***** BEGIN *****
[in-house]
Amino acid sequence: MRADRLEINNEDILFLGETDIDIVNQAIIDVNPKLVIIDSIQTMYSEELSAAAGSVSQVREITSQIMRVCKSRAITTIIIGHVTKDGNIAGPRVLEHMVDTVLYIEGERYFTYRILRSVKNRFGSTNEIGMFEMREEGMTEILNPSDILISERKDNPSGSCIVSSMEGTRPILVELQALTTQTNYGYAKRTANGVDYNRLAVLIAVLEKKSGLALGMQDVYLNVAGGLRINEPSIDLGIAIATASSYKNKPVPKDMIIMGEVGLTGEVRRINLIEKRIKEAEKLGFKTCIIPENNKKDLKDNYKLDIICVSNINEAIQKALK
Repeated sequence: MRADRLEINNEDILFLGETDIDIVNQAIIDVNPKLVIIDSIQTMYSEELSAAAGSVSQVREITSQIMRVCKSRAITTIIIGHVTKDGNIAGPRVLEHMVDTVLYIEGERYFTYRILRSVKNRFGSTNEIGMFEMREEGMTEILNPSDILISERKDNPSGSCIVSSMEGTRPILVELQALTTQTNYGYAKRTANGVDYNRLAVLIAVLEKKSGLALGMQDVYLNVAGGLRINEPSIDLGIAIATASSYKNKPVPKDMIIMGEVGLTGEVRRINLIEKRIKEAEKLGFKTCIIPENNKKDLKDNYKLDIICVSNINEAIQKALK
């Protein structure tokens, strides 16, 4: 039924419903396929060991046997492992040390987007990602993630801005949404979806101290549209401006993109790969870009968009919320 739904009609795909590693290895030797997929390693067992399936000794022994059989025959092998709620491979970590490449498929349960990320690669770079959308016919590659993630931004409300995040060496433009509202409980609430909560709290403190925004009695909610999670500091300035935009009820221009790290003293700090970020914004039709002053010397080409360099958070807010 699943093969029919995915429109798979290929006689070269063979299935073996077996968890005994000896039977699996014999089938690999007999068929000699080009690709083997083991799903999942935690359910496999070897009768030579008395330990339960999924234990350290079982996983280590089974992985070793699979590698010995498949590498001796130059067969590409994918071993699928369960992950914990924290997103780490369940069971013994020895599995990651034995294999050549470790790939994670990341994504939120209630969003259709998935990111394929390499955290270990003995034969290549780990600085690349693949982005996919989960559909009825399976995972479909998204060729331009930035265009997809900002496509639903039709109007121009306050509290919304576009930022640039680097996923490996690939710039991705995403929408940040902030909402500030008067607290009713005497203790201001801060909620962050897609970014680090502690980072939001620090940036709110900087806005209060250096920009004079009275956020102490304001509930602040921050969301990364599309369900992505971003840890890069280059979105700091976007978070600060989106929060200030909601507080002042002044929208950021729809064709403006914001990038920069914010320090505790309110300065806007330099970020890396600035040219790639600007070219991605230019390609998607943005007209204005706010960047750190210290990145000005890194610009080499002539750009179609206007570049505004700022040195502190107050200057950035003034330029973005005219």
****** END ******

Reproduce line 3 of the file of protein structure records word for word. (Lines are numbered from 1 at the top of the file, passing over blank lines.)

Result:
Repeated sequence: MRADRLEINNEDILFLGETDIDIVNQAIIDVNPKLVIIDSIQTMYSEELSAAAGSVSQVREITSQIMRVCKSRAITTIIIGHVTKDGNIAGPRVLEHMVDTVLYIEGERYFTYRILRSVKNRFGSTNEIGMFEMREEGMTEILNPSDILISERKDNPSGSCIVSSMEGTRPILVELQALTTQTNYGYAKRTANGVDYNRLAVLIAVLEKKSGLALGMQDVYLNVAGGLRINEPSIDLGIAIATASSYKNKPVPKDMIIMGEVGLTGEVRRINLIEKRIKEAEKLGFKTCIIPENNKKDLKDNYKLDIICVSNINEAIQKALK